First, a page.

One method to gain a better understanding of user needs is to become a user (Beyer & Holtzblatt, 1995). To this end, Bryan Heidorn, the Principal Investigator on the Project, received ForestWatch training and became a certified volunteer in the spring of 2000. Likewise, Mary Lokhaiser, a doctoral student on the Project, received ForestWatch and PrairieWatch training in the summer of 2000. These experiences serve as a first-hand source of understanding of the information needs of participants, including not only plant and insect identification information but good sources of treatments for poison ivy, insect bites, and sunburn.
Another method of study being used in BIBE design is non-intrusive classroom observation. In the fall of 2000, Project staff attended classroom instruction of high school students for ForestWatch. High school teachers were also monitored in their integration of EcoWatch training into high school curricula. BIBE staff were non-participating observers, keeping track of information resources used in the classroom and subsequent field work. Some of this material is provided as part of the EcoWatch and PLAN-IT programs and other information is derived from sources such as field guides.
While it is valuable to become a user to understand user needs, it is sometimes difficult to observe what is happening when you are part of the process. For this reason, the design team will act as non-participant observers in a number of EcoWatch field surveys. The researchers make field notes and videotape the surveys. The first of these sessions was held in the fall of 2000; additional surveys will be recorded in the spring and fall of 2001. These observations will help us to understand the information behavior and information problems encountered by participants in the field. Some of the analyses of these observations are guided by Pankhurst's (1993) observations about the user perspective on species identification. Pankhurst observes that the simplest and fastest way to identify a species is just to know what it is. What percentage of the time do high school EcoWatch participants "just know" the species of a tree in a survey? How often are they correct when they first encounter a species during a survey? How often do individuals correctly identify species on their own by the end of a survey? Are there differences between adult volunteers and students in these parameters? Pankhurst goes on to identify the next best method of species identification after just knowing - stand next to someone who knows! In our study we will use the video to analyze communication between participants. Who communicates to whom? What information do they volunteer? What questions do they ask? What answers do they get and how secure are the answers? When experts are available, will students gravitate towards the experts and ask for assistance? So as not to interfere unnecessarily with our observations, observers will kindly decline to answer questions about identification or EcoWatch procedures.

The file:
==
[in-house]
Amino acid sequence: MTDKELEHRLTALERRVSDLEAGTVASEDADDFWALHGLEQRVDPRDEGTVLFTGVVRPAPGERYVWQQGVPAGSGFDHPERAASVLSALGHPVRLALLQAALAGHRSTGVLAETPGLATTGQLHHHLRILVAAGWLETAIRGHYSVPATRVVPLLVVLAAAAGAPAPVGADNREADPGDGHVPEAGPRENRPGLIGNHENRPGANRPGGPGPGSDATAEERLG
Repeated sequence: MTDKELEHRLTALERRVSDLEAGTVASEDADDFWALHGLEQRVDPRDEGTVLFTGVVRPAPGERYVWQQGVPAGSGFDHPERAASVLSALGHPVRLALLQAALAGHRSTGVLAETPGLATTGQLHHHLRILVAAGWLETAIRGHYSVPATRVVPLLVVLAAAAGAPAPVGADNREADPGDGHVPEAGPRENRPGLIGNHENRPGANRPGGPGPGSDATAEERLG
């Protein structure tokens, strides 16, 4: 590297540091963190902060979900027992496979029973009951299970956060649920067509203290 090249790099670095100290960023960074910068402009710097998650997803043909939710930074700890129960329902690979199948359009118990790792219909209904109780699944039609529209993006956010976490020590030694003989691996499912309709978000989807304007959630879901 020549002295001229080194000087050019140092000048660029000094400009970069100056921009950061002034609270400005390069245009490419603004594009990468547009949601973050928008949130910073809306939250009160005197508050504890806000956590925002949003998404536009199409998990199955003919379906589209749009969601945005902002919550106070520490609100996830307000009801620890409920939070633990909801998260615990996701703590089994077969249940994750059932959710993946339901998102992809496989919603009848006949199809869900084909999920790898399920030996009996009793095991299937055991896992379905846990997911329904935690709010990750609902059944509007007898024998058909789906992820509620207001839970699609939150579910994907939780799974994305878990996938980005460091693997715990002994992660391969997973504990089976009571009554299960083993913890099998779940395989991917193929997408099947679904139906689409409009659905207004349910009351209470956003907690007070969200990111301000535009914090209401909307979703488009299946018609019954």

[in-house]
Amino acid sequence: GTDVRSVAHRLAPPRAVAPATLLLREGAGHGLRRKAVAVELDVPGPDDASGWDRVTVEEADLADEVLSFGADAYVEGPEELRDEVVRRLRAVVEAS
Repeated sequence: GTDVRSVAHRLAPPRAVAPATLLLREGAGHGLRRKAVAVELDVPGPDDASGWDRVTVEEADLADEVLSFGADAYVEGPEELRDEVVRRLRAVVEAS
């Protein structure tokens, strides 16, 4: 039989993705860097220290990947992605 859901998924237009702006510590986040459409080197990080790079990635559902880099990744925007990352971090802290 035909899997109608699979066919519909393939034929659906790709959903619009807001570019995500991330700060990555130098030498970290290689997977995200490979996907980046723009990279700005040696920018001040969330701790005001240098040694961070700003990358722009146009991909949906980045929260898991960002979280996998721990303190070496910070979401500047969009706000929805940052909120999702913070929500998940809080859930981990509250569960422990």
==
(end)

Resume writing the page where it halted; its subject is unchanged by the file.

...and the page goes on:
Features of the system
The design techniques described above will be used to identify new features for the system. This includes input from professional botanists and entomologists, citizen scientists, teachers, and students. It will include direct participation by the developers, field observation, focus groups, and monitored observation and experimentation with the new system. Based on input from teachers, EcoWatch professionals, and a user vocabulary study (Heidorn & Cui, 2000) there are a number of features that are planned or under development. The techniques are derived from information retrieval research and adapted to the identification and training tasks. The techniques to be used include information space browsing, XML recoding, phrase extraction, information extraction, and similarity-based retrieval (relevance feedback). Figure 2 is a snapshot of the current version of the interface, in this case a search of the Flora of North America (Flora of North America Editorial Committee, 2000).